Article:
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Thread: How for-profit prisons have become the biggest lobby no one is talking about

  1. #61
    Veteran Member bajisima's Avatar
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    Quote Originally Posted by Ian Jeffrey View Post
    How for-profit prisons have become the biggest lobby no one is talking about

    Several industries have become notorious for the millions they spend on influencing legislation and getting friendly candidates into office: Big Oil, Big Pharma and the gun lobby among them. But one has managed to quickly build influence with comparatively little scrutiny: Private prisons. The two largest for-profit prison companies in the United States – GEO and Corrections Corporation of America – and their associates have funneled more than $10 million to candidates since 1989 and have spent nearly $25 million on lobbying efforts. Meanwhile, these private companies have seen their revenue and market share soar. They now rake in a combined $3.3 billion in annual revenue and the private federal prison population more than doubled between 2000 and 2010, according to a report by the Justice Policy Institute. Private companies house nearly half of the nation’s immigrant detainees, compared to about 25 percent a decade ago, a Huffington Post report found. In total, there are now about 130 private prisons in the country with about 157,000 beds.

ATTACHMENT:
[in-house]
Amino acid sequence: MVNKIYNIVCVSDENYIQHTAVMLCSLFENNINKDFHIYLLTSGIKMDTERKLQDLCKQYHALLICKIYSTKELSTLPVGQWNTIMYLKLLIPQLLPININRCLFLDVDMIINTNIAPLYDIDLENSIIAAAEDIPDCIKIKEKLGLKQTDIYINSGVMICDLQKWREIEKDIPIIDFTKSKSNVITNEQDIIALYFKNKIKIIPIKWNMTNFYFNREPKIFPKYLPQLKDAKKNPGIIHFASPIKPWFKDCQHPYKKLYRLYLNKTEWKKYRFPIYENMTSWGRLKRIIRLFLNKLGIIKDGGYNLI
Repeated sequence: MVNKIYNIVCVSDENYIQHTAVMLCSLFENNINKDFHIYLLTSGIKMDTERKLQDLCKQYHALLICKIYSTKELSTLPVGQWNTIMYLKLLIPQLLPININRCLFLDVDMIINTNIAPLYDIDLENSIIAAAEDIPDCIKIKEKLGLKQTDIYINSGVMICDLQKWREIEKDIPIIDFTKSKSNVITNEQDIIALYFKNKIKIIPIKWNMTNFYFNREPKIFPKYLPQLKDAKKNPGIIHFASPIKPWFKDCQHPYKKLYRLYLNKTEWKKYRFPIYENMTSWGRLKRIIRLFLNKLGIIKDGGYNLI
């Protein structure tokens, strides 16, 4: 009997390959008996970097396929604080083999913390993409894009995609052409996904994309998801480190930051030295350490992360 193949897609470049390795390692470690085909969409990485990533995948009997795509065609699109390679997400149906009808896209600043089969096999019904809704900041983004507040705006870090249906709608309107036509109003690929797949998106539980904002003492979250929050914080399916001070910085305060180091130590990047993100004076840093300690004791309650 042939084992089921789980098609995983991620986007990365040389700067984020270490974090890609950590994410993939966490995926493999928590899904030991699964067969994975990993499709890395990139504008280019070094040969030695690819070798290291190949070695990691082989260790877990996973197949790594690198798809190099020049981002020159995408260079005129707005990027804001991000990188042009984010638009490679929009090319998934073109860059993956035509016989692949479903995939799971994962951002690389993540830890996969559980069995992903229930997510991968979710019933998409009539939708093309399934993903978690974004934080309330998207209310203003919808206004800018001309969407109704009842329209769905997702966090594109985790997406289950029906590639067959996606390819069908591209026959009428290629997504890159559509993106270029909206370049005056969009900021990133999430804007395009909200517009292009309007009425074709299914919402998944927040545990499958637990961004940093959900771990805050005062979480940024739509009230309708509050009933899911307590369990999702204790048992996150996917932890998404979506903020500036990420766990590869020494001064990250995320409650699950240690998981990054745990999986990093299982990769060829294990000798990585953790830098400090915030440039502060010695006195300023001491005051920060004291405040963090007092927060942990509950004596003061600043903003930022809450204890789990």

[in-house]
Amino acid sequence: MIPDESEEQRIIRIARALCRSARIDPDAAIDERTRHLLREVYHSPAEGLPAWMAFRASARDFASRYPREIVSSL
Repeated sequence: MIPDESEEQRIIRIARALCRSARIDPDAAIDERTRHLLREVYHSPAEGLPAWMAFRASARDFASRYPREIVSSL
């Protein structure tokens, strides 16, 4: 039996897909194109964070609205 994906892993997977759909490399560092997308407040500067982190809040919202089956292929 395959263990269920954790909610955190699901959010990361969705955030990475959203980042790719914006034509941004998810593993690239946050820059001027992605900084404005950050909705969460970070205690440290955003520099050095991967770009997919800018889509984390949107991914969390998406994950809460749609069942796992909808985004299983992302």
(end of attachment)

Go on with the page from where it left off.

Why do we even have private prisons? Prisoners should properly be in the custody of the state, not some private entity with a profit motive. It seems like this might be one of the things contributing to our extremely high incarceration rate.
    Smaller states like Vermont heavily use private prisons because they dont have the money to run many of their own. Also when I lived there nobody wanted one anywhere near them so it was also NIMBY disguised as "dont ruin the landscape."

    "Vermont contracted with Corrections Corporation of America to house inmates in out-of-state private prisons beginning in the mid-1990s, and has continued the practice. About 500 prisoners are held outside the state of Vermont. These prisoners cost half as much as the prisoners in state because of the economies of scale in larger prisons, and because only healthy prisoners are exported."

    https://en.wikipedia.org/wiki/Vermon...of_Corrections
    https://www.muckrock.com/news/archiv...higan-prisons/